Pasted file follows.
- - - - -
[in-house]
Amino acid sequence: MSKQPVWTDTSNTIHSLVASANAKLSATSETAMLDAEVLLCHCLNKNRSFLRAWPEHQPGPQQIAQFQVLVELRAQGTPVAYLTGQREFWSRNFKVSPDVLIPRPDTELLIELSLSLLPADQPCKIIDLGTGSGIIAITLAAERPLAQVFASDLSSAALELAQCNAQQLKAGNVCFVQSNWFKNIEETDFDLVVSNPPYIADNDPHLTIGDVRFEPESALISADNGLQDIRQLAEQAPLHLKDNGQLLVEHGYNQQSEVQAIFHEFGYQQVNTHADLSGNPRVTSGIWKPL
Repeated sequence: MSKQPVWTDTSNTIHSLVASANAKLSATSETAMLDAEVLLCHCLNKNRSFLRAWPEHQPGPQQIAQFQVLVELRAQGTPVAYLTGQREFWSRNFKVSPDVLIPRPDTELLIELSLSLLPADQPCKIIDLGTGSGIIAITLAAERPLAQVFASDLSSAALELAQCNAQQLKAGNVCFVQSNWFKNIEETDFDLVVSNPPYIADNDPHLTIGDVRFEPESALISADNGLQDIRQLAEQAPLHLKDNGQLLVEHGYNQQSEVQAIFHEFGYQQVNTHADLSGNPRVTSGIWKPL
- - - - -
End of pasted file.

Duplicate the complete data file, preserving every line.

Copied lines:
[in-house]
Amino acid sequence: MSKQPVWTDTSNTIHSLVASANAKLSATSETAMLDAEVLLCHCLNKNRSFLRAWPEHQPGPQQIAQFQVLVELRAQGTPVAYLTGQREFWSRNFKVSPDVLIPRPDTELLIELSLSLLPADQPCKIIDLGTGSGIIAITLAAERPLAQVFASDLSSAALELAQCNAQQLKAGNVCFVQSNWFKNIEETDFDLVVSNPPYIADNDPHLTIGDVRFEPESALISADNGLQDIRQLAEQAPLHLKDNGQLLVEHGYNQQSEVQAIFHEFGYQQVNTHADLSGNPRVTSGIWKPL
Repeated sequence: MSKQPVWTDTSNTIHSLVASANAKLSATSETAMLDAEVLLCHCLNKNRSFLRAWPEHQPGPQQIAQFQVLVELRAQGTPVAYLTGQREFWSRNFKVSPDVLIPRPDTELLIELSLSLLPADQPCKIIDLGTGSGIIAITLAAERPLAQVFASDLSSAALELAQCNAQQLKAGNVCFVQSNWFKNIEETDFDLVVSNPPYIADNDPHLTIGDVRFEPESALISADNGLQDIRQLAEQAPLHLKDNGQLLVEHGYNQQSEVQAIFHEFGYQQVNTHADLSGNPRVTSGIWKPL